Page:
The equivocating about Nazis didn’t go over so well with the people who defeated them.
Remember the greatest generation? The ones that beat back the Nazis?
Recently I sat down with two of them, to talk about everyday persistence, about stability, about things that abide.
But we weren’t five minutes in when it veered in the exact opposite direction — to the rise of neo-Nazis in the news today, the demagoguery of a certain president and to an eerily familiar chill.
“I remember back in the ’30s and ’40s, it was like people were hypnotized,” says Wilma Matz, 93. “I worry all the time it might be happening again.”
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Numerically speaking, Wilma and Harold Matz are rarer around here than the endangered northern spotted owl.
At 95, Harold is a World War II vet, a medical technician who pulled the maimed off the line of the war’s bloodiest fight, the Battle of the Bulge.
All but 3 percent of his 16 million mates who beat back fascism are gone. The greatest generation has dwindled to just 0.2 percent of the American population.
Even rarer, Wilma was a Rosie the Riveter. She drove fasteners into the wings of B-29 bombers for Boeing in the 1940s, one of 300,000 bandana-wearing women who came out of housewifery to take over the nation’s airplane-factory work. Only about 10,000 Rosies are still alive today.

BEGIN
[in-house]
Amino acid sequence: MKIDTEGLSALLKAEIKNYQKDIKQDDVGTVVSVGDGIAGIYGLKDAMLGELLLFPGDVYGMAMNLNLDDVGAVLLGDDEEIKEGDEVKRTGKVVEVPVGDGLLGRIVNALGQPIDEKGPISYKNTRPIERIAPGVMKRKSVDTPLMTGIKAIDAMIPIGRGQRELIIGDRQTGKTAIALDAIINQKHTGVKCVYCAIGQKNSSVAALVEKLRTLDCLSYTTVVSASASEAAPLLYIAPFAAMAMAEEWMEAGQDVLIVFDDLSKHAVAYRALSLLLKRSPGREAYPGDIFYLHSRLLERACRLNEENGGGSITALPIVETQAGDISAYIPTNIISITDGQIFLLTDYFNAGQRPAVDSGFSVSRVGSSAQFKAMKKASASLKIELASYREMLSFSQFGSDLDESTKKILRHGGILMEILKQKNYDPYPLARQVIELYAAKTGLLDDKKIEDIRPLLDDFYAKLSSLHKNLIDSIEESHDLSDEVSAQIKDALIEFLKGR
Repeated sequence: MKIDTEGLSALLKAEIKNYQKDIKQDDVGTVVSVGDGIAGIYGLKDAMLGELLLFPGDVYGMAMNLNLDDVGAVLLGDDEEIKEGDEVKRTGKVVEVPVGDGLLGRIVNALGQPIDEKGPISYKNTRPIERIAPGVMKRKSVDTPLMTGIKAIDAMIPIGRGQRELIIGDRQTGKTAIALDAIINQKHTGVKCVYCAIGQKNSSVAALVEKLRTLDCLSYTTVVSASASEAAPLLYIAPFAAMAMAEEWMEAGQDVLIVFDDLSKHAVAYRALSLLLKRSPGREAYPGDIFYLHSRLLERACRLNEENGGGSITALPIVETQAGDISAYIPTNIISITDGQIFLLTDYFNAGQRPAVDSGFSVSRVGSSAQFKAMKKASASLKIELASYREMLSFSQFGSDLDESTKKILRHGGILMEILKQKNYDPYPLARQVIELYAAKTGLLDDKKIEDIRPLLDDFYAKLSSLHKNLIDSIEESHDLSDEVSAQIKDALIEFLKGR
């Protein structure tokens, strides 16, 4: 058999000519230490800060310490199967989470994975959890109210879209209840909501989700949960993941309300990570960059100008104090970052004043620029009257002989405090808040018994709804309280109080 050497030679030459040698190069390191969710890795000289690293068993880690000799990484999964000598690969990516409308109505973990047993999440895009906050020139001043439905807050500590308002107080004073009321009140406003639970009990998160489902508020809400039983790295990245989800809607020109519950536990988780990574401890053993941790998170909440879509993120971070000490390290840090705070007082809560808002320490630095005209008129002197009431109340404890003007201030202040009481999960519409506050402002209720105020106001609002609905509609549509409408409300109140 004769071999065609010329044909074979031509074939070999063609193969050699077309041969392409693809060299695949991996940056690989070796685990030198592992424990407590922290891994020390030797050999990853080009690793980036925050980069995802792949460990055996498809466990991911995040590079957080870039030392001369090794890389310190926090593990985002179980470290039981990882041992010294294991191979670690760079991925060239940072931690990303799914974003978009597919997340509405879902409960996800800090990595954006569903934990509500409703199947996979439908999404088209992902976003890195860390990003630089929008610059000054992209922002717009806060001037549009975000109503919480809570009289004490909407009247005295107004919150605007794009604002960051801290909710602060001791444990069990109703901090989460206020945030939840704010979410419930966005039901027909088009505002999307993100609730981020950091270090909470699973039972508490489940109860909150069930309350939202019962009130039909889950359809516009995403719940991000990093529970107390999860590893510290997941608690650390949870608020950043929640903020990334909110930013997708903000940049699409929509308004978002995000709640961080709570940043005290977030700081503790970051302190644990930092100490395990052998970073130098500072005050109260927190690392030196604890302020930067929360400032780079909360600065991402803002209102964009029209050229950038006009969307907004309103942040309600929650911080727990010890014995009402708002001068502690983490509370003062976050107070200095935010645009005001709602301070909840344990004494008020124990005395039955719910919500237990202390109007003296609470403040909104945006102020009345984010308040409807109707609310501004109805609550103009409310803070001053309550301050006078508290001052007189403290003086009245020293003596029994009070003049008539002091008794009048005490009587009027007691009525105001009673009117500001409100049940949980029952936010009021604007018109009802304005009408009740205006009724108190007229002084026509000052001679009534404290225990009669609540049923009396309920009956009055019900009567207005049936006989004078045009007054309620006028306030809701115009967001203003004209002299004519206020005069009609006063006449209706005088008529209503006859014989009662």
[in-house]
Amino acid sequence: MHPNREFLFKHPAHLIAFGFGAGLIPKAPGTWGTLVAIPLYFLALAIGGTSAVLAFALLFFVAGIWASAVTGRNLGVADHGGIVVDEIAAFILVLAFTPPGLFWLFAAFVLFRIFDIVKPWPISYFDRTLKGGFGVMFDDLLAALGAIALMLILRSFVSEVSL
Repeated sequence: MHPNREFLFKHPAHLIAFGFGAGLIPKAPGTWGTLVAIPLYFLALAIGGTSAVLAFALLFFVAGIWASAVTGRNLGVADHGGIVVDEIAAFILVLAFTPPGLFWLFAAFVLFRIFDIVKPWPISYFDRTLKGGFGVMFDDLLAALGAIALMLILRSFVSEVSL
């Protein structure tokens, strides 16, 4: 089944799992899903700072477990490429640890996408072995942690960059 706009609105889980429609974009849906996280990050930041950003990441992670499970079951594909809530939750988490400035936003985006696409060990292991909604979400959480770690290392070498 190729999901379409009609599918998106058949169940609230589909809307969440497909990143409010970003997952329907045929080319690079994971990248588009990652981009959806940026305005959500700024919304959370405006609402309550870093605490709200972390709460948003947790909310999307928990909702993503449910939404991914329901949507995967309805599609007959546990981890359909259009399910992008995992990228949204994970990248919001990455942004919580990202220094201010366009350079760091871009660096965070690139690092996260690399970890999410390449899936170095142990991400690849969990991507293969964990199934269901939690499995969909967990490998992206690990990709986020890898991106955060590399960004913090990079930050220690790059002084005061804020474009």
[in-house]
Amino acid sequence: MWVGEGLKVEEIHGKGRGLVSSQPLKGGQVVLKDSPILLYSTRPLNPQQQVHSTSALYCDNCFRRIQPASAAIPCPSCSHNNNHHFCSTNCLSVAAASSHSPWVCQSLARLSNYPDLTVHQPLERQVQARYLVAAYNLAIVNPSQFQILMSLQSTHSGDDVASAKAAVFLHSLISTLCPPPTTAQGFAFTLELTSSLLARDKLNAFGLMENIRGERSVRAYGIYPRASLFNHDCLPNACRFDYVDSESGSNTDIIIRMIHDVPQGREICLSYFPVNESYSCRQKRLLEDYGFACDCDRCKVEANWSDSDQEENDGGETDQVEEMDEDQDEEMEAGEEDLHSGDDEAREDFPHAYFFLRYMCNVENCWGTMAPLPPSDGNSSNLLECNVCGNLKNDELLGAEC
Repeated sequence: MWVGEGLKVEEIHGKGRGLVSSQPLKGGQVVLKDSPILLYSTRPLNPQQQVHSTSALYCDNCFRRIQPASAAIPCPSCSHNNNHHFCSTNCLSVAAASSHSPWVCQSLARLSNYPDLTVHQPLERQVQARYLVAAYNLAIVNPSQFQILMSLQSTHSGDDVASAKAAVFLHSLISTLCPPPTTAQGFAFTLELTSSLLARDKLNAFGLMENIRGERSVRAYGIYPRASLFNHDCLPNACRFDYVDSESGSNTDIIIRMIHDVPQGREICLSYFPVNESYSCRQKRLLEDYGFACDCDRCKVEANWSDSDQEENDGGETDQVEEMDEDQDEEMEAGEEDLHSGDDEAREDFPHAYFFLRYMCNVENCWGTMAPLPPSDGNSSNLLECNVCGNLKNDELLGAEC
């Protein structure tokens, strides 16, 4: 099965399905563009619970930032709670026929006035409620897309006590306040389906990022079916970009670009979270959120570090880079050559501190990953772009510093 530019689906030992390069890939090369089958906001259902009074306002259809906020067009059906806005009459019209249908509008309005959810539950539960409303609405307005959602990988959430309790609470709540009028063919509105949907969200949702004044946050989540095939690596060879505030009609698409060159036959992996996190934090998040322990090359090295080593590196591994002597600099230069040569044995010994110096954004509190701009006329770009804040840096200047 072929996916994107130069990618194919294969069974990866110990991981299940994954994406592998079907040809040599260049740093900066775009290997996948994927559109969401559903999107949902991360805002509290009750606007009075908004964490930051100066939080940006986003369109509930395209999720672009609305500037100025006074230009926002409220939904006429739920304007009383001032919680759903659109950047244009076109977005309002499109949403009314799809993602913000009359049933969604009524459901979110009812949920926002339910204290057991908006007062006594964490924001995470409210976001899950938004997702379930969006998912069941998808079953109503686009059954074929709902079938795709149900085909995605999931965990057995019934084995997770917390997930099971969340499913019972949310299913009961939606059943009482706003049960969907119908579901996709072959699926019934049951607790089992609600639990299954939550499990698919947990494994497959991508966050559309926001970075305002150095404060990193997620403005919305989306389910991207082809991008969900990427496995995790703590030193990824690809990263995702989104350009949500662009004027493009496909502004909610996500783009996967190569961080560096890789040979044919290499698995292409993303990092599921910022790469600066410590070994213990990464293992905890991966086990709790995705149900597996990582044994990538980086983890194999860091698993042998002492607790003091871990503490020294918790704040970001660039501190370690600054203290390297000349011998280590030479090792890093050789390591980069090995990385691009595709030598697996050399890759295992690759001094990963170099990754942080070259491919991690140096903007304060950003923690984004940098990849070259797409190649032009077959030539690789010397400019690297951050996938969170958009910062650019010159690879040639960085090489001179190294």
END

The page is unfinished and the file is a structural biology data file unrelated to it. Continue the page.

Then there’s this: As of Wednesday, the couple has been married 75 years. Fewer than 0.1 percent of all marriages in America are so enduring.
“It’s like they hit the trifecta,” says their daughter, Laura Matz.
When I caught up with them in their Normandy Park apartment, though, they couldn’t help contrasting their own stability with the turbulent state of the news today.
Harold was telling how they had to hand-haul thousands of wounded Allied soldiers out of the Battle of the Bulge on the border of Belgium and Germany, when he interrupted himself.
“This president today, if he’d been the president back then, we would have lost the war in the first three months,” he said.
“No steadiness, no resolve,” he said.
Wilma said she’s been appalled that any American leader would wink and nod at neo-Nazis, considering the lengths her generation went to fight it.
“I don’t know if he really means it — he seems to say whatever pops into his head — but this country sacrificed a great deal back then,” she said. “It feels like that’s been forgotten. It’s hard to describe what it was like. It was all hands on deck.”
When Harold was shipped to Europe in the fall of 1943, she, just 19, immediately signed up to help build bomber parts at a temporary Boeing war factory in Chehalis. At the peak of production, more than 70 percent of the workers there were women. It was her first job.
“I often maintain she did more to beat the Nazis than I did,” laughed Harold, who went on to become a chiropractor in Des Moines after the war.
Recently Tim Egan of The New York Times called these last living fascism fighters, quiet people like Harold and Wilma living out their years in senior homes, our “real American heritage.” As opposed to the statues and symbols people are fighting over today.
His point is that the monument fight is for phony patriots. We have among us a few “living memorials” to the best American story. The one where we were unambiguously on the right side of history.
It turns out it was about living old values. Such as persistence.
Speaking of which: What’s the secret to staying married for an incredible 75 years?
“I like to have someone to sleep next to,” Harold shrugs.
Wilma just rolls her eyes, and smiles. When you’ve beaten the Great Depression and the Nazis and made it three-quarters of a century together, no way a bad joke is going to get between you and the finish line.